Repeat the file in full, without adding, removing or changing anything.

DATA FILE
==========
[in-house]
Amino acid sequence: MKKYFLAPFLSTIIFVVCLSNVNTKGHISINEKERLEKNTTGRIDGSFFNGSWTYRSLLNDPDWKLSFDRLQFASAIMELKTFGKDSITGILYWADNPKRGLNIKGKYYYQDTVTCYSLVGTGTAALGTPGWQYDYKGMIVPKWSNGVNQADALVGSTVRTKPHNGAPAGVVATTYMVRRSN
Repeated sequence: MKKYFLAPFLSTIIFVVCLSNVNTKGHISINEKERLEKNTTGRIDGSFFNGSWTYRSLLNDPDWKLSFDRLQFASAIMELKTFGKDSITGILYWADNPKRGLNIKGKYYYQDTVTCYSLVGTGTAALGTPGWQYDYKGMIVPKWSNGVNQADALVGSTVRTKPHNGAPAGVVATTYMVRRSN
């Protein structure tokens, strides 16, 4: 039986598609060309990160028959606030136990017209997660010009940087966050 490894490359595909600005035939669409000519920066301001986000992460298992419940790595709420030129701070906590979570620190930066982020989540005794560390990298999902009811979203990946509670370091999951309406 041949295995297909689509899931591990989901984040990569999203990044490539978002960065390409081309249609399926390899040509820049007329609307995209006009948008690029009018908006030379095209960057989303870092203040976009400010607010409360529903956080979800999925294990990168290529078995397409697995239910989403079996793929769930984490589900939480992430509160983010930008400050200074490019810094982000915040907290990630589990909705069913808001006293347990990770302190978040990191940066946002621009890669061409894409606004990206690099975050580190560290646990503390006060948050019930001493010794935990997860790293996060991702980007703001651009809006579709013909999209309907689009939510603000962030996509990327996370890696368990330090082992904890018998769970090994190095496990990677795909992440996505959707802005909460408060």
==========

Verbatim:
[in-house]
Amino acid sequence: MKKYFLAPFLSTIIFVVCLSNVNTKGHISINEKERLEKNTTGRIDGSFFNGSWTYRSLLNDPDWKLSFDRLQFASAIMELKTFGKDSITGILYWADNPKRGLNIKGKYYYQDTVTCYSLVGTGTAALGTPGWQYDYKGMIVPKWSNGVNQADALVGSTVRTKPHNGAPAGVVATTYMVRRSN
Repeated sequence: MKKYFLAPFLSTIIFVVCLSNVNTKGHISINEKERLEKNTTGRIDGSFFNGSWTYRSLLNDPDWKLSFDRLQFASAIMELKTFGKDSITGILYWADNPKRGLNIKGKYYYQDTVTCYSLVGTGTAALGTPGWQYDYKGMIVPKWSNGVNQADALVGSTVRTKPHNGAPAGVVATTYMVRRSN
């Protein structure tokens, strides 16, 4: 039986598609060309990160028959606030136990017209997660010009940087966050 490894490359595909600005035939669409000519920066301001986000992460298992419940790595709420030129701070906590979570620190930066982020989540005794560390990298999902009811979203990946509670370091999951309406 041949295995297909689509899931591990989901984040990569999203990044490539978002960065390409081309249609399926390899040509820049007329609307995209006009948008690029009018908006030379095209960057989303870092203040976009400010607010409360529903956080979800999925294990990168290529078995397409697995239910989403079996793929769930984490589900939480992430509160983010930008400050200074490019810094982000915040907290990630589990909705069913808001006293347990990770302190978040990191940066946002621009890669061409894409606004990206690099975050580190560290646990503390006060948050019930001493010794935990997860790293996060991702980007703001651009809006579709013909999209309907689009939510603000962030996509990327996370890696368990330090082992904890018998769970090994190095496990990677795909992440996505959707802005909460408060």